Nanoparticle characterization with nanopore sensors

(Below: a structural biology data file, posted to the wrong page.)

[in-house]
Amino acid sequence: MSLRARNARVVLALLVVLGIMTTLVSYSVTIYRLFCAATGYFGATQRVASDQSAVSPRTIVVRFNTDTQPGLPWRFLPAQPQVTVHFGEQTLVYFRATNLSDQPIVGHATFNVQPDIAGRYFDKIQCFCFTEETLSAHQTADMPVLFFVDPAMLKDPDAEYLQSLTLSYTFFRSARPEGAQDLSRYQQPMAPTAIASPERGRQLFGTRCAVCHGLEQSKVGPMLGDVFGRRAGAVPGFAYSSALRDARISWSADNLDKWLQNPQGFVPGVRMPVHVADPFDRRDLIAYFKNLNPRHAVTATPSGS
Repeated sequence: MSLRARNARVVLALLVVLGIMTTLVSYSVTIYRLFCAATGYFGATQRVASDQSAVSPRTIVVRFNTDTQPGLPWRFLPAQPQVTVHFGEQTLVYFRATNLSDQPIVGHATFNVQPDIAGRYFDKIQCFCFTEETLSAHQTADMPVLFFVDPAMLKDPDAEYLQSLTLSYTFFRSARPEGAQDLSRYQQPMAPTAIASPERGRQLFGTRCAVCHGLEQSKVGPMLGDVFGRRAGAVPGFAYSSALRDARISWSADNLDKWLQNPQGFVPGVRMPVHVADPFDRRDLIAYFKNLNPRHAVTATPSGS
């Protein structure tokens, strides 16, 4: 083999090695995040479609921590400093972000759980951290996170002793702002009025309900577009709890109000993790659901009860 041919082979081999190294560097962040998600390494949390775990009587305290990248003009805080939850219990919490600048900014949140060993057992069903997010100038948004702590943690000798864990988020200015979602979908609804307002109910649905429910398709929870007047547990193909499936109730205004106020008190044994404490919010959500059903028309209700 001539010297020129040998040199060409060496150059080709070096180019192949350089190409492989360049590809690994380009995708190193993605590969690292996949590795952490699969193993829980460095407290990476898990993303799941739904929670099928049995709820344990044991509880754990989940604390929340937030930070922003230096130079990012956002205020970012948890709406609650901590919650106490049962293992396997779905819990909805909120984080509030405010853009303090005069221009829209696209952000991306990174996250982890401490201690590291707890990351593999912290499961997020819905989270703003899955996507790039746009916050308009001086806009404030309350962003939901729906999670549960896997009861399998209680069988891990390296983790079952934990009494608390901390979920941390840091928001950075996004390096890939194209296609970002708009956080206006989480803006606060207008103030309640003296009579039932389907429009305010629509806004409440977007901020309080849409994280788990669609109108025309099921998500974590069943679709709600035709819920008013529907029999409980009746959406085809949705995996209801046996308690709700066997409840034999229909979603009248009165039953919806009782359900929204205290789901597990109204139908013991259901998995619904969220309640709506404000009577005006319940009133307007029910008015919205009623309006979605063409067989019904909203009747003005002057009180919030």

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A silicon nitride, solid-state nanopore sensor for characterizing nanoparticles suspended in an aqueous medium is presented, and the fundamental theory of resistive-pulse sensing based on the Coulter principle is derived. Careful analytical and experimental considerations in the interrelationships between the electrolyte concentration, nanoparticles, applied bias voltage and electronic equipment are described in detail. Various electromagnetc noise sources present in low-current electrochemical experiments are identified and eliminated. Finally, 100 nm charged polystyrene beads are analyzed by pores ranging in diameter from 300 -- 500 nm. The experimental results are found to be in good agreement with the expected event depths and event durations as described by mathematical models found in the literature.